In my last all-hands meeting at Walmart, I heard one of the most eloquent and genuine “talks” ever by an executive. I will spare my limited readership of the details, but I wanted to share one quote that really resonated with me:
A man who was reflecting upon his life and asked his mentor, ‘What is the biggest burden that any person can take?’
His mentored thought about it carefully and responded, ‘The biggest burden comes when there is no burden to carry.’
There have been many moments in my life where I have felt overcome by burden, obligation, or duty. Family, friends, or even work have all once disproportionately dominated an extended period of my life. So quite naturally, I’ve set out to find a way in which I can cast all of my burdens aside. In a biblical sense, I know that it is written: “Come to me, all you who are weary and burdened, and I will give you rest.” However, the verse implies that not everyone is weary and burdened from life. The question is not how we can deal with the burdens, but rather, what burdens can we take on in a way that it becomes manageable? And as the quote above suggests, those who do not have a burden will seek to find a calling, a purpose– and that, above all, will be the heaviest burden.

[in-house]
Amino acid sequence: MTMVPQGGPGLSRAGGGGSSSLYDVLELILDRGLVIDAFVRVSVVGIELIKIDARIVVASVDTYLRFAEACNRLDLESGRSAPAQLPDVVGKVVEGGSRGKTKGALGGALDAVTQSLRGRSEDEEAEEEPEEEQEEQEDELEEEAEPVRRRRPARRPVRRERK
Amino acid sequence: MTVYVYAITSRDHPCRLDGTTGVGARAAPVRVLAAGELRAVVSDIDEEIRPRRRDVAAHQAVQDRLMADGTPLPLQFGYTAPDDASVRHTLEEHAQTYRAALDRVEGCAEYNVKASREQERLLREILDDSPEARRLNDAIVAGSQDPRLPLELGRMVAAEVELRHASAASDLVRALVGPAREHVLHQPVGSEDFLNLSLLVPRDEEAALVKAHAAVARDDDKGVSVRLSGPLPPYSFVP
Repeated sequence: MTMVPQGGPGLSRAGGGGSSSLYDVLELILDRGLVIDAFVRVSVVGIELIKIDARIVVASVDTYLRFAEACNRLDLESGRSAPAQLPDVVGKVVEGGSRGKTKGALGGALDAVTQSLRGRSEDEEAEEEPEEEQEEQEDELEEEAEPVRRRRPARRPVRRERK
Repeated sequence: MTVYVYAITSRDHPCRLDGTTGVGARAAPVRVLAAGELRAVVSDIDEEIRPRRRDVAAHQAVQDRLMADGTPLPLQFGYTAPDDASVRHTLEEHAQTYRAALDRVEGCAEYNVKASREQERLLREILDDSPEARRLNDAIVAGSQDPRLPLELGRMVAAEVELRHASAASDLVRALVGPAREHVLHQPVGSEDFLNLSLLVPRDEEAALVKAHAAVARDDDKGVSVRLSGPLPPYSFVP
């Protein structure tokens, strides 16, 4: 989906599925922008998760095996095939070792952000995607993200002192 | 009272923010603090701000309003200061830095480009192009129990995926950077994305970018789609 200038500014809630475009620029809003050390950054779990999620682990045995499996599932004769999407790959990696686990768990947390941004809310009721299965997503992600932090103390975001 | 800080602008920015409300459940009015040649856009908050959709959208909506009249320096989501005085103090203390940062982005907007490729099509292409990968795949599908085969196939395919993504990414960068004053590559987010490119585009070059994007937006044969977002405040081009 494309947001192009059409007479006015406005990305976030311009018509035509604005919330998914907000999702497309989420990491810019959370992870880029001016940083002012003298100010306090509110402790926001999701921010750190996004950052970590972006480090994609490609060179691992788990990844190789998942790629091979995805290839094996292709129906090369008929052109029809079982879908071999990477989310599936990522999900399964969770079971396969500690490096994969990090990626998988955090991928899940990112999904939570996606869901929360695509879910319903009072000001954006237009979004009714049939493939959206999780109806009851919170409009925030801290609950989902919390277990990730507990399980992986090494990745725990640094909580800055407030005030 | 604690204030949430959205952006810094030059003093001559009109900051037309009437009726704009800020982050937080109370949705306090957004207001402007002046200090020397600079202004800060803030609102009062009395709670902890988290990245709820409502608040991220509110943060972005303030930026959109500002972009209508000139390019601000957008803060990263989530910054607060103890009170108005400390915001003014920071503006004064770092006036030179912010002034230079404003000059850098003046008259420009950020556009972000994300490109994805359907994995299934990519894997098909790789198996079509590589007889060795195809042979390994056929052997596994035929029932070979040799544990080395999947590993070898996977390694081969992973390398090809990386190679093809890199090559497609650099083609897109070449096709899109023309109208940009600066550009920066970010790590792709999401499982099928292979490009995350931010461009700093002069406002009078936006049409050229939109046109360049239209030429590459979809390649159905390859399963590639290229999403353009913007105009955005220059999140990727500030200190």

I don’t really have time to tie everything together into a closing thought, but I think the quote really gets me to think about burdens (and purpose) and little differently.